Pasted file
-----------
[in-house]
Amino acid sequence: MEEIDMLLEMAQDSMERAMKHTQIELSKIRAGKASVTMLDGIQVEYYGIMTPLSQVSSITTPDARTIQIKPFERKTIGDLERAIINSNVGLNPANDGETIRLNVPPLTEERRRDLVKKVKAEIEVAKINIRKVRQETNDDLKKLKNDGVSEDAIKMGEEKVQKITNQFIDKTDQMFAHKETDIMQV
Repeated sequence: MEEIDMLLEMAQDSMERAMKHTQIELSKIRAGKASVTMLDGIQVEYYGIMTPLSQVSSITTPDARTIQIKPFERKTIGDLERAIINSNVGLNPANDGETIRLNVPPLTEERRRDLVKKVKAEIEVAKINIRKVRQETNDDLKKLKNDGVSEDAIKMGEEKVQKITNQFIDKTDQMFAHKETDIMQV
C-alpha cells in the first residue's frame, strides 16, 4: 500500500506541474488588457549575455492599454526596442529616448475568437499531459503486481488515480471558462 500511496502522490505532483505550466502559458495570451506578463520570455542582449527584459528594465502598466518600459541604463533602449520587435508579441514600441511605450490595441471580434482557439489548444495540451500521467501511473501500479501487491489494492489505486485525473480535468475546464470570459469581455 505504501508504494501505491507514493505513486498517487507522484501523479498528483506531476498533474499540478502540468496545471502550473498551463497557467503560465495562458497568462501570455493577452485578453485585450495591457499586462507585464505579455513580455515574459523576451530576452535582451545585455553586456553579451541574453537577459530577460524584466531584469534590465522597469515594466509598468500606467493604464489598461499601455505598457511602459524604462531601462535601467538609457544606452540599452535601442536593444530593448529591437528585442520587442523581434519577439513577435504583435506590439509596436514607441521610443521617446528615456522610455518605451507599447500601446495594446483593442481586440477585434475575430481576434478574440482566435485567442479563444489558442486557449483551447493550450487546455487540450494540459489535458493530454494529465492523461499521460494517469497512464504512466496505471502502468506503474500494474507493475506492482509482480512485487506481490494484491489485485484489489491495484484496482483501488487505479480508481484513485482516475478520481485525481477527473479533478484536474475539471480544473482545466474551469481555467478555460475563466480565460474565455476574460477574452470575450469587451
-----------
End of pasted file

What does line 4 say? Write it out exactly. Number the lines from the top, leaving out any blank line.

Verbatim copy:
C-alpha cells in the first residue's frame, strides 16, 4: 500500500506541474488588457549575455492599454526596442529616448475568437499531459503486481488515480471558462 500511496502522490505532483505550466502559458495570451506578463520570455542582449527584459528594465502598466518600459541604463533602449520587435508579441514600441511605450490595441471580434482557439489548444495540451500521467501511473501500479501487491489494492489505486485525473480535468475546464470570459469581455 505504501508504494501505491507514493505513486498517487507522484501523479498528483506531476498533474499540478502540468496545471502550473498551463497557467503560465495562458497568462501570455493577452485578453485585450495591457499586462507585464505579455513580455515574459523576451530576452535582451545585455553586456553579451541574453537577459530577460524584466531584469534590465522597469515594466509598468500606467493604464489598461499601455505598457511602459524604462531601462535601467538609457544606452540599452535601442536593444530593448529591437528585442520587442523581434519577439513577435504583435506590439509596436514607441521610443521617446528615456522610455518605451507599447500601446495594446483593442481586440477585434475575430481576434478574440482566435485567442479563444489558442486557449483551447493550450487546455487540450494540459489535458493530454494529465492523461499521460494517469497512464504512466496505471502502468506503474500494474507493475506492482509482480512485487506481490494484491489485485484489489491495484484496482483501488487505479480508481484513485482516475478520481485525481477527473479533478484536474475539471480544473482545466474551469481555467478555460475563466480565460474565455476574460477574452470575450469587451